Temperature for Octopus

Discussion in 'Octopus Care' started by Seamay, Dec 8, 2012.

  1. Seamay

    Seamay Pygmy Octopus Registered

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    Hello, I just got my new buddy (hopefully he/she will think we`re buddies soon) almost 2 days ago. I wasnt expecting a Pacific Octo so I had my tank temp set at tropical temps...~78 degrees. The LFS, who are normally very reliable said he will be ok at these temps since this is where the LFS would typicall keep them, however, not knowing the exact type of Octo, I am skeptical. Not knowing exactly what to do, I lowered the Temp to 72 degrees as a comprimise. I do not have oics as he/she is very elusive and is still hiding, but he is redish in color with about a 4cm mantle. Im thinking it may be an O. Rubescens...but cant really know for sure.Any help is appreciated
     
  2. DWhatley

    DWhatley Cthulhu Staff Member Moderator

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    Let's hope it is not a rubescens as they need the coldest of temps for the ones we keep and we don't often see these, much because of the temp requirements. 72 is probably a good temporary choice for an unknown but way too warm for a ruby and too cold for a warm water species for very long.

    Now, why do you think it is Pacific? Often an LFS does not know the origin of animals purchased from a wholesaler and most wholesalers by Indonesian and, on rare occasions Haitian animals. There are always exceptions. The only observation I have personally made with VERY limited experience is that touching a cold water octopus will feel slimy where the warm water animals only seem slimy after they die. Not much to go by I know but if you handled it at all this might give a bit of a clue.
     
  3. Seamay

    Seamay Pygmy Octopus Registered

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    Hi..My LFS is a very reliable source so when he told me it was a Pacific I tend to believe him...though he even admits hes couldnt .tell the exact type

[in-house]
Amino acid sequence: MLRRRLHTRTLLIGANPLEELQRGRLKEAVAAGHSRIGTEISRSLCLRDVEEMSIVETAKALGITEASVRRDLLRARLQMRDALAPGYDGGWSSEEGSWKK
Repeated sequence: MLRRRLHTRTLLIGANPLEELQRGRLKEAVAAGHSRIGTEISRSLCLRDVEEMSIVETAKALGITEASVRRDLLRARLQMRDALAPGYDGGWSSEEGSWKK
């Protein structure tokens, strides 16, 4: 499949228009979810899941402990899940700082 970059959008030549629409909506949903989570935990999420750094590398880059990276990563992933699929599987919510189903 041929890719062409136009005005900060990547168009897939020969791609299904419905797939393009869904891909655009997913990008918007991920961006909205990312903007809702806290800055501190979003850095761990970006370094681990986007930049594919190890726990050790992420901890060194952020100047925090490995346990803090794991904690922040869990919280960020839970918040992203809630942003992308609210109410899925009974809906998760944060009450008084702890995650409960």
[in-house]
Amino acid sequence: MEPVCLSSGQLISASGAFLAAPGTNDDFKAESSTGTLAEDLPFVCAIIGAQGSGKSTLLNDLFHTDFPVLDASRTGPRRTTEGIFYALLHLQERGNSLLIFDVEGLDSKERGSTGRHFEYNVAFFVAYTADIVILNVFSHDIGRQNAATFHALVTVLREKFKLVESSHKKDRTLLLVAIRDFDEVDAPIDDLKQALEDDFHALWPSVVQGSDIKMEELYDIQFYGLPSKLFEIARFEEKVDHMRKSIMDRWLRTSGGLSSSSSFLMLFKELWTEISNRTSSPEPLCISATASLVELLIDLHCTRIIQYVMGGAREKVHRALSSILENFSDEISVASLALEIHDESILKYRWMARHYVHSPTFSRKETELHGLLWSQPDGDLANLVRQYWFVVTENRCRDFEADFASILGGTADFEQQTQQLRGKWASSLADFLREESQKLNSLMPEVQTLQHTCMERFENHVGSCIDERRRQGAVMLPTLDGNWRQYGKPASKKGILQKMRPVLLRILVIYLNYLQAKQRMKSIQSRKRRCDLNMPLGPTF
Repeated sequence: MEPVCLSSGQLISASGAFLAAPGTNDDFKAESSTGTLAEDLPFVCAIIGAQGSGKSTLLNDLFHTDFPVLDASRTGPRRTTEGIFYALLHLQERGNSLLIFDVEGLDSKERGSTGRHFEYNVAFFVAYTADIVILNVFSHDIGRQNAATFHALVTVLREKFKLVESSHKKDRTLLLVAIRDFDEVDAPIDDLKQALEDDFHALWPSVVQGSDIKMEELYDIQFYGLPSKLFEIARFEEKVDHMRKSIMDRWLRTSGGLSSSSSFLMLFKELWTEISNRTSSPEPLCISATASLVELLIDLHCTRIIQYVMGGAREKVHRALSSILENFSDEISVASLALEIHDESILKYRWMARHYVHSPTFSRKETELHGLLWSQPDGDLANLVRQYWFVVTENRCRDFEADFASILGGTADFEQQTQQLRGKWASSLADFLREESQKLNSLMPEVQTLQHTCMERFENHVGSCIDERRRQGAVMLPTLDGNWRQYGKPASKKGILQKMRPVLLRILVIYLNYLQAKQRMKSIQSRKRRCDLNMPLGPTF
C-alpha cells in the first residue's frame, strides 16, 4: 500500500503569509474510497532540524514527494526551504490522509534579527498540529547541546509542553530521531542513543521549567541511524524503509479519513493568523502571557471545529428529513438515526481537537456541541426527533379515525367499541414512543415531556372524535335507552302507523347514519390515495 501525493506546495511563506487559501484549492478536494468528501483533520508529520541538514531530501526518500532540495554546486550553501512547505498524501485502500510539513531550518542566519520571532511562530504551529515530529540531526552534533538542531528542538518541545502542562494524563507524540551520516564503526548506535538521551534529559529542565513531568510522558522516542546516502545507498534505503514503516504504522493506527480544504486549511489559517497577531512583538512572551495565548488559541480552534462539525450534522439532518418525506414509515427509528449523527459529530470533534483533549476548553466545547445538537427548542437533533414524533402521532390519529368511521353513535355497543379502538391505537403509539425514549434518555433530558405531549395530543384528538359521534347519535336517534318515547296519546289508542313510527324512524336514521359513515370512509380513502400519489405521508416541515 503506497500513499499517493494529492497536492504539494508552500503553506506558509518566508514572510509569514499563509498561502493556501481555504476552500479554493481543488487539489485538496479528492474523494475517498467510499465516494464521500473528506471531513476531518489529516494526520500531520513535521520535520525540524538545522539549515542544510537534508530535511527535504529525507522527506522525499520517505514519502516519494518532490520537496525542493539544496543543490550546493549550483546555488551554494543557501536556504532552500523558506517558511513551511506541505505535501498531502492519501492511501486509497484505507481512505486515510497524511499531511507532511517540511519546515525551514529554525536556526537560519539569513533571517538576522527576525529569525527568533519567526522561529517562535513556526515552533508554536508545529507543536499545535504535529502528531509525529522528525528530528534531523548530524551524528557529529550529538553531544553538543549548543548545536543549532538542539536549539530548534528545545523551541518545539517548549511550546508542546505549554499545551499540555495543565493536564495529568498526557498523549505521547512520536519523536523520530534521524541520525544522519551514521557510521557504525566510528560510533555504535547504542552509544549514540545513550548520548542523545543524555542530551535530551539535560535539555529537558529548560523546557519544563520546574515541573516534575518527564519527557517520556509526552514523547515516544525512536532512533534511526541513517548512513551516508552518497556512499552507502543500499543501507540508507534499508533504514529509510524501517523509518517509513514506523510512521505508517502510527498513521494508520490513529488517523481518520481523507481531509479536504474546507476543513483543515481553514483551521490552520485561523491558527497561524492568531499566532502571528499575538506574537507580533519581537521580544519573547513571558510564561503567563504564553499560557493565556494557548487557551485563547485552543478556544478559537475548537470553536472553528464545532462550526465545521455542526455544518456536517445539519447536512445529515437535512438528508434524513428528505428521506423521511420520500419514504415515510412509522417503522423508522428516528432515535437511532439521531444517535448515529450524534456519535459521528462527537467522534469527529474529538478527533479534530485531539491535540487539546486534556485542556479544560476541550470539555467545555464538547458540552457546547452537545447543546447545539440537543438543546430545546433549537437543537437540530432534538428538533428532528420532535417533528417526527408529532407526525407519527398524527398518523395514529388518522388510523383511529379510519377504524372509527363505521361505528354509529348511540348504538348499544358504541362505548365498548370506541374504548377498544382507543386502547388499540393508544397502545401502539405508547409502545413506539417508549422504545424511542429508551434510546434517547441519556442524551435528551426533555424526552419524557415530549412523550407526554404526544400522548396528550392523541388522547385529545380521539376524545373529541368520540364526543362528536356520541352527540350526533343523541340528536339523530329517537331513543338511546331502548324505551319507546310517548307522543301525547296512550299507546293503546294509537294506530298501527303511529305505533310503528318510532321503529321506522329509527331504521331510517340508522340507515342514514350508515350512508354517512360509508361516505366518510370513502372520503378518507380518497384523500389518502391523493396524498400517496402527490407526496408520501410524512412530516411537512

4. Seamay

    Seamay Pygmy Octopus Registered

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    As an update. Something is very wrong. I think I have failed at my attempt to keep one of these guys. he looked horrible last night. As thoughhe was chewing on his legs; tattered and frail. He scooted right over a piece of shrimpp but hasnt eaton anything. This morning looking into the cave with a red light, I cant tell if he is alive...Not sure if I will do this again
     
  5. CaptFish

    CaptFish Colossal Squid Staff Member Moderator

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    Even the most reliable LFSs tend to be clueless when it comes to octopuses.
    The behavior of your octopus is pretty typical for one that is unhappy with its environment. The eating of its own arms is call autofagy. We are not exactly sure why they do it but it does usual signify the end of the animals life.


    Any pictures even post-mortem would be great so as we might be able to figure out what it was.
     
  6. cuttlegirl

    cuttlegirl Colossal Squid Supporter Registered

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    Please try not to be too hard on yourself. The stress of capture and delivery to the LFS may have had as much (or more) to do with the death of this octopus than the few days it spent in your care.
     
  7. DWhatley

    DWhatley Cthulhu Staff Member Moderator

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    Ouch, I was going to suggest that the animal is likely Indo-Pacific and likely warm water. Indonesian animals ARE Pacific so the information is likely right but not the assumed location.

    Fortunately, we don't see a lot of this but when we do it is fatal. My one awful experience was with one of my favorite little guy that escaped the tank due to my carelessness doing an extra water change. He was out of the water and exposed to an overhead fan long enough for his arms to be effected. He survived the out of water experience for a couple of days but the arms were effected enough that he began chewing on them and he died within a few days.
     
  8. Tentacle Toast

    Tentacle Toast GPO Supporter Registered